"You like the new album, right?" Broken Social Scene's producer/part-time player David Newfeld asks at the end of our conversation. "We didn't follow up with a shit [record] like some of these people are saying?"

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Detractors have been almost as tough on the self-titled, third long-player from the band who broke Canada's ambitious rock scene as New York City cops were on "Newf" last July. He suffered a pair of broken ribs and black eyes during an arrest for allegedly buying grass off a crack dealer in Washington Square. (By the way, after three searches, including one strip search, no marijuana was found on Newf, and to show his displeasure with the erroneous charges, he's proceeding with a civil suit for false arrest and excessive force.) Among the album's criticisms: the lyrics are incomprehensible, and when deciphered, aren't substantial or profound; excessive mixing-board magic obscures the songs' essence; and, at 21 studio players, there are too many hands on the joystick.

"I read the reviews," Newf says. "And I'm affected by them."

These same critics couldn't stop gushing over Newf's previous—and first—album with BSS, You Forgot It in People. It was an out-of-the-blue success owing to time and place (the absence of hype didn't hurt either), and it elevated Newf from a suit-wearing corporate disc jockey to a Juno Award–winning musician. The People record offered an expansive alternative to garage rock, and it came from Toronto of all places, a locale with a population that was under the spell of house music. Suddenly, hipsters who otherwise might have moved to Williamsburg were infiltrating the city BSS shared with the Dears and now-defunct Unicorns, and later Montreal, where expatriates Wolf Parade and Arcade Fire now reside.

For writers to laud People and lambaste Broken Social Scene is hogwash. The latter is a natural progression of the former, an audacious refusal to piggyback on bygone styles. Guitar rock and pop vignettes are elaborated upon with horns, strings, keys, percussion, samples, hocus-pocus, and the pipes of an all-star cast, including Leslie Feist from Feist, Emily Haines from Metric, Andrew Whiteman from Apostle of Hustle, and members of Stars, among others, and painstakingly coalesced into triumphant, hand-clap, toe-tap, guitar-swelling grooves.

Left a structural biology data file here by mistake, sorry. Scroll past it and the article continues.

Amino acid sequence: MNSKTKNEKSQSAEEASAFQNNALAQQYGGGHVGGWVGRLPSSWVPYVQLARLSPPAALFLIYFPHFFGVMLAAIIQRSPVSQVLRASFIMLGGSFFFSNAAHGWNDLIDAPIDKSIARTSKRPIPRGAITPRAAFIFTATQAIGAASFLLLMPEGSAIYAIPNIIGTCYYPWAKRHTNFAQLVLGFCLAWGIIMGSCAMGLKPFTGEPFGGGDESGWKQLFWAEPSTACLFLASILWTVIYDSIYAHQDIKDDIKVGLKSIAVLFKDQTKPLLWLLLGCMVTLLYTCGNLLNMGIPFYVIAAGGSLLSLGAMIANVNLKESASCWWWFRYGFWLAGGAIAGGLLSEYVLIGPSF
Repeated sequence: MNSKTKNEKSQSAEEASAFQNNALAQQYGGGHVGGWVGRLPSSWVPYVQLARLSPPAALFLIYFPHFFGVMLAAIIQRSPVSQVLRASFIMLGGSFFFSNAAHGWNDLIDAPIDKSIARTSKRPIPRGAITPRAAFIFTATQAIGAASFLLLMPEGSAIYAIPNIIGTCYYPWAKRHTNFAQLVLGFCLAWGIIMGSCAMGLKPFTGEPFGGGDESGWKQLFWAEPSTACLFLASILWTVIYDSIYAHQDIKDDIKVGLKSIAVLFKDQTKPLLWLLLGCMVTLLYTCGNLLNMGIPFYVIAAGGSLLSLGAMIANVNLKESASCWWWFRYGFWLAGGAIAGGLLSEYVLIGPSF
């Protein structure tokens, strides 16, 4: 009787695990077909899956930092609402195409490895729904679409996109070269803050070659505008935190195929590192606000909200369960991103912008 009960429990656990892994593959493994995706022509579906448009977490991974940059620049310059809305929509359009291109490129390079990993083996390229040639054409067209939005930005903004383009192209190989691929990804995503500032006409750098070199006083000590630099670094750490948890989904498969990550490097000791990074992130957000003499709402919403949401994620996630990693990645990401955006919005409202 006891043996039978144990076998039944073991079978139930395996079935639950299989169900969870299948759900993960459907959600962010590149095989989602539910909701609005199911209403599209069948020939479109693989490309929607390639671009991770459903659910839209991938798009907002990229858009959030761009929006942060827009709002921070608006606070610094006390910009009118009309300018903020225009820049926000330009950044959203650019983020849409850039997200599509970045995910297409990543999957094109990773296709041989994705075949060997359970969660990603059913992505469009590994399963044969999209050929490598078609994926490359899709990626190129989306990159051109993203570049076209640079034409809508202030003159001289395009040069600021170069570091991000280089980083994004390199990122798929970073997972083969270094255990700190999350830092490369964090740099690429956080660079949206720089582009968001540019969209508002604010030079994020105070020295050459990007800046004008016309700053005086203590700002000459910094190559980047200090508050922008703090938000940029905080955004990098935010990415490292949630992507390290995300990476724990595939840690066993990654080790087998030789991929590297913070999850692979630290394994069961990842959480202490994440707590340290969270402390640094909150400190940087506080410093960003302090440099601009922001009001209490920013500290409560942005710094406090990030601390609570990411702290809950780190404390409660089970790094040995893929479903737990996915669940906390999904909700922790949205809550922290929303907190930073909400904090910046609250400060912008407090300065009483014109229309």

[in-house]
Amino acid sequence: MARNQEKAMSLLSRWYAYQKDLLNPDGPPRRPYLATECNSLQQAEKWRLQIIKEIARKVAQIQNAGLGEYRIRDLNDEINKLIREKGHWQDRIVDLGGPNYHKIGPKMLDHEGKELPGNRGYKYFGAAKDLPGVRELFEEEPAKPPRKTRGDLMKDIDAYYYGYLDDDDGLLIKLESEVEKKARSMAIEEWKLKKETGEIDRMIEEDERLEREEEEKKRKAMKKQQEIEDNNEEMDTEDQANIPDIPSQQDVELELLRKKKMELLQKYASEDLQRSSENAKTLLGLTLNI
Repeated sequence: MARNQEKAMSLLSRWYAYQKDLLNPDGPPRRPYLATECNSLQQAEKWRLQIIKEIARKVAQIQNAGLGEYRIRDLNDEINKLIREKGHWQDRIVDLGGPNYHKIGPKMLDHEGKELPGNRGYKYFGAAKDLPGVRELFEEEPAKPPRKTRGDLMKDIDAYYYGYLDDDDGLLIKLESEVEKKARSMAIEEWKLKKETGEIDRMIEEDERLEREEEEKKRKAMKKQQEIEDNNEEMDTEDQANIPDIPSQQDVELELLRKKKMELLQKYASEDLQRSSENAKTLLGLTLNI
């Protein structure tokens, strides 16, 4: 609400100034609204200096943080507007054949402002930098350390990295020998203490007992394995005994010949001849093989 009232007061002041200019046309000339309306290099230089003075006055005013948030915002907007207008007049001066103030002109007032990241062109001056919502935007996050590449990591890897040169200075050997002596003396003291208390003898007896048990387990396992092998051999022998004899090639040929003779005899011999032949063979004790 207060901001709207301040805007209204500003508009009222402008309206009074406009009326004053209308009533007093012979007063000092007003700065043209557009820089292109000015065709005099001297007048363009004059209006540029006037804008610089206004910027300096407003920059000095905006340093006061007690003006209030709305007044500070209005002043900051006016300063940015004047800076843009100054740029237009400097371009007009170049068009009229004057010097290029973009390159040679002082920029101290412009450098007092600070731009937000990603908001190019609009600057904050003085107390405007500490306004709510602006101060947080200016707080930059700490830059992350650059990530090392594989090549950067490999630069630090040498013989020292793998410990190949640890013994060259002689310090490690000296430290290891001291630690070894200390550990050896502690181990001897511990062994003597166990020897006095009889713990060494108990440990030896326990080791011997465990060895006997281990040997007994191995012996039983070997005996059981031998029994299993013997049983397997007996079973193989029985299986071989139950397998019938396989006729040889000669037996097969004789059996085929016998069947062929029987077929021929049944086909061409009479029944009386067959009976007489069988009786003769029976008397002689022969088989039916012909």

"It's like a paint job on a car," Newf says of his piecemeal approach to composing songs. "You do it in some shitty base color and no one notices it, then you paint it a beautiful shiny black, and the chrome really shows, and everyone is like, that's a fucking cool-looking car."

Broken Social Scene appeals to all types of Sunday drivers. "Windsurfing Nation" has the urgency of redheaded Lola racing through her three cinematic scenarios. Over drummer Justin Peroff's breakneck dance beats, the refrain "All they want is a free ride" anchors Feist's chants of "We won't be what you want to be... Oh, no!" and Tricky knock-off K-OS's roller-coaster rhymes. For "Swimmers," Haines, whose "Anthems for a Seventeen-Year-Old Girl" was a breakout track on People, improvised the sexy throwaway lyric "If you always get up late you'll never be on time" atop Brendan Canning's walk-in-the-park bass line. Meanwhile, Kevin Drew continues the scatological, bi-curious themes of People's "Lover's Spit" and "I'm Still Your Fag" with "It's All Gonna Break," a 10-minute BSS oldie that finally made it onto disc with the intention—according to the liner notes—of sounding like Bob Seger on acid. Drew's opening lines: "When I was a kid you fucked me in the ass... Now I love that shit, that shit tastes so good."

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Of Drew, who shares head-honcho duties with Canning, Newf says, "He doesn't give a fuck, basically. I mean, he's not gay. I don't think he's straight. I don't know what he is. He loves to say that kind of shit 'cause most people won't say that. You know what I mean? Most people will be like, 'Oh, everyone will think I'm gay or something, and I don't know if I want people to think that.'"

Well, Newf, that's exactly the attitude you should adopt toward the naysayers who inspired your initial question, because the follow-up isn't shit. Rather, it's an undeniably exuberant collage of inventive tunes whose rare moments of indulgence and gimmickry are for the most part relegated to the seven-song, limited edition EP. Twenty bucks says you can't make it a hat trick with the next album.

editor@thestranger.com